Cover image of Software Engineering Daily
(355)

Rank #194 in News category

News
Tech News

Software Engineering Daily

Updated 7 days ago

Rank #194 in News category

News
Tech News
Read more

Technical interviews about software topics.

Read more

Technical interviews about software topics.

iTunes Ratings

355 Ratings
Average Ratings
313
23
7
6
6

Fantastic Range of Content

By Rob Colburn - Sep 28 2018
Read more
Wide range of topics from cloud, server-less, crypto currency to web assembly and front end.

Jeff is the best !

By SaumiRa - Jul 07 2018
Read more
This is the BEST podcast for software developers, sales , start ups and so many others !

iTunes Ratings

355 Ratings
Average Ratings
313
23
7
6
6

Fantastic Range of Content

By Rob Colburn - Sep 28 2018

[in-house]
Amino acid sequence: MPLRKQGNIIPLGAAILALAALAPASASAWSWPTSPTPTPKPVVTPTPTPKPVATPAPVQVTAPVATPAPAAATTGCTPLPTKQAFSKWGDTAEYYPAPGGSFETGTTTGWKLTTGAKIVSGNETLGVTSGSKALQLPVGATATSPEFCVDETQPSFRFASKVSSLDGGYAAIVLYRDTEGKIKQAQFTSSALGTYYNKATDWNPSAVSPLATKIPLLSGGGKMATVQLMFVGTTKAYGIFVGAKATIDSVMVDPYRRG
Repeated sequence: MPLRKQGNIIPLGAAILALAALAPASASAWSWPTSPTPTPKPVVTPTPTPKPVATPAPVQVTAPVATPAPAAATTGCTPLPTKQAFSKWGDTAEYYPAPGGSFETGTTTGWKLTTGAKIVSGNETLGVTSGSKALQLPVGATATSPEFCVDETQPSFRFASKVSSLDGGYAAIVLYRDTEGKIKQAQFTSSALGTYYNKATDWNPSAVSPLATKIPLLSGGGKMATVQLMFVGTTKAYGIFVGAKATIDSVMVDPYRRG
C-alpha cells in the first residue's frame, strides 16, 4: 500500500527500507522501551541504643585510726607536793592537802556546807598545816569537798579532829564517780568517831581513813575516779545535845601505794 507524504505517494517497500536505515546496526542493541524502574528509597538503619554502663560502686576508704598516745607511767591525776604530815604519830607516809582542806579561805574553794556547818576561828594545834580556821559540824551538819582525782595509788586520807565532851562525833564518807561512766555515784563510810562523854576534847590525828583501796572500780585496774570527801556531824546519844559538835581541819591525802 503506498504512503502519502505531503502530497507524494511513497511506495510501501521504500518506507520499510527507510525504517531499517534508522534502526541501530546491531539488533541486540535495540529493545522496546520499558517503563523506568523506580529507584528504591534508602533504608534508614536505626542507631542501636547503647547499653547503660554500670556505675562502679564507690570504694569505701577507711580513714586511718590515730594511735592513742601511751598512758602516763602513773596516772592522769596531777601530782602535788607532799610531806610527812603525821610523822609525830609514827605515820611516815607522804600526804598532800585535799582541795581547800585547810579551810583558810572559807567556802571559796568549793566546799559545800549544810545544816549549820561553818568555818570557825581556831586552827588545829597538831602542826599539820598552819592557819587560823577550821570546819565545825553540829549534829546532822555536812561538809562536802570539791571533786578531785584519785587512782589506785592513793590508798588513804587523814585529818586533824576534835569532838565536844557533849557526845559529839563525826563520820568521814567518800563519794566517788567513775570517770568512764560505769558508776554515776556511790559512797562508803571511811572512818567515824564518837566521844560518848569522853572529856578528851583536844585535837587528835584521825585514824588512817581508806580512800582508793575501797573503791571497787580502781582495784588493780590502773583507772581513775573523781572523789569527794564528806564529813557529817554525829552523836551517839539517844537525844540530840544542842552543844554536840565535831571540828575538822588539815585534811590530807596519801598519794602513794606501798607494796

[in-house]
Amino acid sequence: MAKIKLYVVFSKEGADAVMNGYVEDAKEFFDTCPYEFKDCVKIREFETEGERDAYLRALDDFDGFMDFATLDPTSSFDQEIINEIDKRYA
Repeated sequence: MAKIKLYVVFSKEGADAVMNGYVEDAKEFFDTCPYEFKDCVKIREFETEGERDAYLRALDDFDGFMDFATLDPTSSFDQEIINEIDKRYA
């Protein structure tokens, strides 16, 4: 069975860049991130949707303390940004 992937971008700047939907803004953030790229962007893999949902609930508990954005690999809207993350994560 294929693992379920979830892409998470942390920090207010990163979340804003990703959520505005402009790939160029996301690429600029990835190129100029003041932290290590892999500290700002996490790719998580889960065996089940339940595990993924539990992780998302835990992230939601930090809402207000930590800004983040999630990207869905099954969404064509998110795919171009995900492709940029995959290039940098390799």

Read more
Wide range of topics from cloud, server-less, crypto currency to web assembly and front end.

Jeff is the best !

By SaumiRa - Jul 07 2018
Read more
This is the BEST podcast for software developers, sales , start ups and so many others !
Cover image of Software Engineering Daily

Software Engineering Daily

Updated 7 days ago

Rank #194 in News category

Read more

Technical interviews about software topics.

Rank #1: Facebook GraphQL with Lee Byron

Podcast cover
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In 2011, Facebook had begun to focus its efforts on mobile development. Mobile phones did not have access to reliable, high bandwidth connections, and the Facebook engineering team needed to find a solution to improve the request latency between mobile clients and the backend Facebook infrastructure.